Saturday, December 26, 2015

Latent Fairness in Adults’ Relationship-Based Moral Judgments

Can adults make fair moral judgments when individuals with whom they have different relationships are involved? The present study explored the fairness of adults’ relationship-based moral judgments in two respects by performing three experiments involving 999 participants. In Experiment 1, 65 adults were asked to decide whether to harm a specific person to save five strangers in the footbridge and trolley dilemmas in a within-subject design. The lone potential victim was a relative, a best friend, a person they disliked, a criminal or a stranger. Adults’ genetic relatedness to, familiarity with and affective relatedness to the lone potential victims varied. 

The results indicated that adults made different moral judgments involving the lone potential victims with whom they had different relationships. In Experiment 2, 306 adults responded to the footbridge and trolley dilemmas involving five types of lone potential victims in a within-subject design, and the extent to which they were familiar with and affectively related to the lone potential victim was measured. 

The results generally replicated those of Experiment 1. In addition, for close individuals, adults’ moral judgments were less deontological relative to their familiarity with or positive affect toward these individuals. For individuals they were not close to, adults made deontological choices to a larger extent relative to their unfamiliarity with or negative affect toward these individuals. 

Moreover, for familiar individuals, the extent to which adults made deontological moral judgments more closely approximated the extent to which they were familiar with the individual. The adults’ deontological moral judgments involving unfamiliar individuals more closely approximated their affective relatedness to the individuals.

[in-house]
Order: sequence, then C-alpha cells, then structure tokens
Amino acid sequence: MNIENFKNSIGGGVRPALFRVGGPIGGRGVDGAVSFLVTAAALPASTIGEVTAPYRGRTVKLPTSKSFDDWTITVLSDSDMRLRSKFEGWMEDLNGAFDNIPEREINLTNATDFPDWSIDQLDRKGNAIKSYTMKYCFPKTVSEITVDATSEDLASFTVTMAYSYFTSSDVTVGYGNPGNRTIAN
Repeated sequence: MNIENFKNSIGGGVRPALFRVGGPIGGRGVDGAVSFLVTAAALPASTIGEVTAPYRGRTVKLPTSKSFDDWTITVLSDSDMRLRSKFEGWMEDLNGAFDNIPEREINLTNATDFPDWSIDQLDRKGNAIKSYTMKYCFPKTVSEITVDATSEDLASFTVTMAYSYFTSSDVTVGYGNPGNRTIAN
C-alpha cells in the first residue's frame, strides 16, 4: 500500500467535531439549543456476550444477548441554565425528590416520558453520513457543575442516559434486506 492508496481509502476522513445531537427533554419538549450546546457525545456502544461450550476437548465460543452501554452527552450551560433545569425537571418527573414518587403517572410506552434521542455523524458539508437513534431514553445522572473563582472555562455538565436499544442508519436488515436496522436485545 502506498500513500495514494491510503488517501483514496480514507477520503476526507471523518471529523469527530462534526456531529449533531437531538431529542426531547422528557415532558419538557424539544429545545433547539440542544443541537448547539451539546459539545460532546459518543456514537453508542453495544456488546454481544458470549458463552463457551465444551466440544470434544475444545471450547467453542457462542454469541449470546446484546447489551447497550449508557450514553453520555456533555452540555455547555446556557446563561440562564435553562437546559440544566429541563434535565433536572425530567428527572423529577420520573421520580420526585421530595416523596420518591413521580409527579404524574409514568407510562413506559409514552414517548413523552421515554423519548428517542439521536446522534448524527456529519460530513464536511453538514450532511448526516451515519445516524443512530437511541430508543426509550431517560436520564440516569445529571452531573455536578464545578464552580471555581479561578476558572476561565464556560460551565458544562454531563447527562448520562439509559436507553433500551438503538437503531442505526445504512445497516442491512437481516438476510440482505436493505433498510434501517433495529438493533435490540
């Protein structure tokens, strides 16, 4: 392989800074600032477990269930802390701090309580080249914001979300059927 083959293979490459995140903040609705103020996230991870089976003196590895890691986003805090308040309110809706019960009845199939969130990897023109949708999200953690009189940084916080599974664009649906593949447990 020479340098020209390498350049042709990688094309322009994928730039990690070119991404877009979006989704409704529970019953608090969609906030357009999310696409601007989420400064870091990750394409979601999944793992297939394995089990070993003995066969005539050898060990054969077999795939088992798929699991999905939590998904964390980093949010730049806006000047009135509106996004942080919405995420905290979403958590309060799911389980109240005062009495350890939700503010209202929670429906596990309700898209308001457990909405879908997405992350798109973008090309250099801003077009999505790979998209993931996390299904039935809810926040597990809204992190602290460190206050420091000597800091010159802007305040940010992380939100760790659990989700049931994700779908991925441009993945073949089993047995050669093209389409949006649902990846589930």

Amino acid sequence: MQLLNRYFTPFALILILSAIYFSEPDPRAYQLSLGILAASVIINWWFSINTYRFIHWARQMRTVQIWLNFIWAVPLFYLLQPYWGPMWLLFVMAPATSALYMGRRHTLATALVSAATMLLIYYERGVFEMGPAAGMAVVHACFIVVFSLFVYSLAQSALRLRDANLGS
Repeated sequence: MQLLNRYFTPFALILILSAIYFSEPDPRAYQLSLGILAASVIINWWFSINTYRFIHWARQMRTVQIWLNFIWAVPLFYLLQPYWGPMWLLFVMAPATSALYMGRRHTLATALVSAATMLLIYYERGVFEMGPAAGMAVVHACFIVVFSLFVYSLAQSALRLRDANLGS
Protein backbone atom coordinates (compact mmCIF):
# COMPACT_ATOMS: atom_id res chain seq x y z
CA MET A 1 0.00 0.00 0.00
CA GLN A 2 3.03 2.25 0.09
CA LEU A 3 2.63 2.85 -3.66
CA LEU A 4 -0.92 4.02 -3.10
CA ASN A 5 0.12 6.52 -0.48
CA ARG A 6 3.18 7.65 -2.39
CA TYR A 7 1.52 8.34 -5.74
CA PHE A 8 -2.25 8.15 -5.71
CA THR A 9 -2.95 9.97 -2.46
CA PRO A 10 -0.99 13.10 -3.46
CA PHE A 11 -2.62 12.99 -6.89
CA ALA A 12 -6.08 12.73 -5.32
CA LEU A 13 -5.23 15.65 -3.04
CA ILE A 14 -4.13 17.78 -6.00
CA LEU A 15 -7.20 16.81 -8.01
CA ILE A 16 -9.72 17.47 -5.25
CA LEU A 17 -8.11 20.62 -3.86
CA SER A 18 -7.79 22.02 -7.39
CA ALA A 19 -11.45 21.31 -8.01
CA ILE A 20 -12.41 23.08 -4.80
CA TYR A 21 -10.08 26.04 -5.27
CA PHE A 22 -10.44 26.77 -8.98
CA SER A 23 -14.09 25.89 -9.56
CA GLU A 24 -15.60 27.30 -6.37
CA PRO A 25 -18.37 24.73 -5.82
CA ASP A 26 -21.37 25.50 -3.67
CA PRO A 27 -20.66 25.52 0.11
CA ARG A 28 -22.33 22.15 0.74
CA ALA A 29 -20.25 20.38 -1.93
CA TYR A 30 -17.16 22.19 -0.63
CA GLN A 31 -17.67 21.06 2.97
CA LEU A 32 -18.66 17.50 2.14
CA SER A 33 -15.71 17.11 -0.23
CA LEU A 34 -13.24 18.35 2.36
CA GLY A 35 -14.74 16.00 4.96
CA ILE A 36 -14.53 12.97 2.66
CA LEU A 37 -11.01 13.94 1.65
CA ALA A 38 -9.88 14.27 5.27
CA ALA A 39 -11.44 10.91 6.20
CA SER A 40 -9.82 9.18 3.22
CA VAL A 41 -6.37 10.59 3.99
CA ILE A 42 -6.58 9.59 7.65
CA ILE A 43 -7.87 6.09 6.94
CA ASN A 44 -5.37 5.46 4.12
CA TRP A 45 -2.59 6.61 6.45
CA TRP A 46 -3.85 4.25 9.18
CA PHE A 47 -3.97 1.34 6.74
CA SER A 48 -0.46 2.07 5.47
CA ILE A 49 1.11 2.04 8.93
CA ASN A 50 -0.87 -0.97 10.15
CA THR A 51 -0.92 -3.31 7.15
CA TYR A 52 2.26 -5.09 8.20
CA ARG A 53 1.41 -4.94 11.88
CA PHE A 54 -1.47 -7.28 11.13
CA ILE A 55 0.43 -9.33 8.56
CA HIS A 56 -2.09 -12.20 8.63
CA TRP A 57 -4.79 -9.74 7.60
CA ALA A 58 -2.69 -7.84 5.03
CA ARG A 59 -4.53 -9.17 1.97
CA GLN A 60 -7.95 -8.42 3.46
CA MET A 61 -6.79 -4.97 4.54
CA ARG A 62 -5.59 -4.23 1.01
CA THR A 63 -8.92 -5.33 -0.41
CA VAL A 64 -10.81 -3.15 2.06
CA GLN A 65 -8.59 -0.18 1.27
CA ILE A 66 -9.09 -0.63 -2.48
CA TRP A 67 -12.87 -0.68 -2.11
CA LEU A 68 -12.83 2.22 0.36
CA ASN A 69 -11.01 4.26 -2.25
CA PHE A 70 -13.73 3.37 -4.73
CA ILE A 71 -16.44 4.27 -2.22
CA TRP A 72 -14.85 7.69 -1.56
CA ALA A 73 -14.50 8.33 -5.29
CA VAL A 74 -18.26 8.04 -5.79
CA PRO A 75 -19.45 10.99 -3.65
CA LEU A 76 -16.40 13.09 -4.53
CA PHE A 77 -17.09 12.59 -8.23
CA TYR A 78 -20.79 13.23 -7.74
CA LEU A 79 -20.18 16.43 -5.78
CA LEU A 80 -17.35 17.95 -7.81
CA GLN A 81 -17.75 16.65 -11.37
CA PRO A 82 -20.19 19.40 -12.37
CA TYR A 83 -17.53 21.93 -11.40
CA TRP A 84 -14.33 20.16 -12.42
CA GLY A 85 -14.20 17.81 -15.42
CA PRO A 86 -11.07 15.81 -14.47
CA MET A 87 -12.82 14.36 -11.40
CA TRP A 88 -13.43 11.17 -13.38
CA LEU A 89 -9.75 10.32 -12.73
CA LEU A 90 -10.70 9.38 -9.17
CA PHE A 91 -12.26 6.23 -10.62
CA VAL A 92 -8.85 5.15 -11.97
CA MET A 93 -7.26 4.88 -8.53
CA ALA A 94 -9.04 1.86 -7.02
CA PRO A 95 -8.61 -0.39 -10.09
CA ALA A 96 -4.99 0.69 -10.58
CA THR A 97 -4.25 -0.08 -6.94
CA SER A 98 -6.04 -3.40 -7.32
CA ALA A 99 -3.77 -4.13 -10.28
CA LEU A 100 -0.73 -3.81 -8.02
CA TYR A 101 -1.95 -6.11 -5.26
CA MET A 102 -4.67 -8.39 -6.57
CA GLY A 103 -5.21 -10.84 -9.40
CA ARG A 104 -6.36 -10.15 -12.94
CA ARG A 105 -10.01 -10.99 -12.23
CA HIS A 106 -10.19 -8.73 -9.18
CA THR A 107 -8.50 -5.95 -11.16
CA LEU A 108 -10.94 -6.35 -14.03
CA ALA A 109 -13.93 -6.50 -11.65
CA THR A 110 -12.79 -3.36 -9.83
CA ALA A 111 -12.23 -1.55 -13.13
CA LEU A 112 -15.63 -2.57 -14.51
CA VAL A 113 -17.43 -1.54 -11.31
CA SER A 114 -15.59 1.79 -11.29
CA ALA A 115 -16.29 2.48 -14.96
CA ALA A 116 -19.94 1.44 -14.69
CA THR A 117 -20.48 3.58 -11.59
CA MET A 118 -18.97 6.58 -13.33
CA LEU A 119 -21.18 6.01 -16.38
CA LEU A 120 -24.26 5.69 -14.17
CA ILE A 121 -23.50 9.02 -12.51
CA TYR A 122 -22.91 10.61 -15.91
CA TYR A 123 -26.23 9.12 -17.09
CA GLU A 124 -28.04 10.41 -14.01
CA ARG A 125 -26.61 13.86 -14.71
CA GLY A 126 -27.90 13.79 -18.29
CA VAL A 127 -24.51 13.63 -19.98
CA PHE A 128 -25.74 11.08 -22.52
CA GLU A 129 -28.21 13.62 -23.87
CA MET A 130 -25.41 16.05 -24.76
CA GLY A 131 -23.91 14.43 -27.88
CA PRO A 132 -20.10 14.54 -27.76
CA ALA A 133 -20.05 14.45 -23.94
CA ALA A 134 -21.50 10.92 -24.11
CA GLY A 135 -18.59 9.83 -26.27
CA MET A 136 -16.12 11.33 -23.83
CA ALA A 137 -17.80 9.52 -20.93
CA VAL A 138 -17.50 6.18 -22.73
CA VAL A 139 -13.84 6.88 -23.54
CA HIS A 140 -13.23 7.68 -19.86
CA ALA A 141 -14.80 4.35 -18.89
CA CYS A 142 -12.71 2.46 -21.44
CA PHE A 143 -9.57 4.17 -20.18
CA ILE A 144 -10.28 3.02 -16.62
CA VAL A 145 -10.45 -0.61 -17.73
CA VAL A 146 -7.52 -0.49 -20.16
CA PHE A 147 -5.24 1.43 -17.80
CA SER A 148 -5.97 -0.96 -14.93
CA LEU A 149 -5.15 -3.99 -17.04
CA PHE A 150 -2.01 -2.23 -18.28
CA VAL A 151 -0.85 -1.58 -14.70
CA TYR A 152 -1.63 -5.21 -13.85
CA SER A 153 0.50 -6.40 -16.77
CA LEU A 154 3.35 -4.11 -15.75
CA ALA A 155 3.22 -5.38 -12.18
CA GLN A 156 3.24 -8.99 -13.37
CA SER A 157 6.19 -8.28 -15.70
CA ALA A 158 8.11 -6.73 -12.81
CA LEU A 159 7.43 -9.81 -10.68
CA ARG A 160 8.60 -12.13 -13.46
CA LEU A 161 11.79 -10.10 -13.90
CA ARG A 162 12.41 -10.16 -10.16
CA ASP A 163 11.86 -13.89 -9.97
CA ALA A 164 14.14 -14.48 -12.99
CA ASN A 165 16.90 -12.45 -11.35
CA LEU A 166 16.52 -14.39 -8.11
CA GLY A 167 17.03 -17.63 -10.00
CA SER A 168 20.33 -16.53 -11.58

In Experiment 3, 628 adults were asked to make moral judgments with the type of lone potential victim as the between-subject variable. The results generally replicated those of the previous two experiments. 

Therefore, the present study shows that, in addition to apparent unfairness, latent fairness exists in adults’ relationship-based moral judgments. Moral judgments involving individuals with whom adults have different relationships have different cognitive and affective bases.

Below:  Percentages of participants who decided to harm a lone potential victim to save five strangers from being hurt in Experiment 1

Below:  Percentages of participants who decided to harm a lone potential victim to save five strangers from death in Experiment 2

Full article at:

By:   Jian Hao,1 Yanchun Liu,2,* and Jiafeng Li3
1Beijing Key Laboratory of Learning and Cognition, Department of Psychology, College of Education, Capital Normal University, Beijing, China
2Youth Work Department, China Youth University of Political Studies, Beijing, China
3Psychological Education and Counseling Center, Office of Student Affairs, Yunnan University of Finance and Economics, Kunming, China
Edited by: Shira Elqayam, De Montfort University, UK
Reviewed by: Briony D. Pulford, University of Leicester, UK; Bastien Trémolière, Université du Québec à Trois-Rivières, Canada
*Correspondence: Yanchun Liu, moc.361@4891_nuhcnayuil

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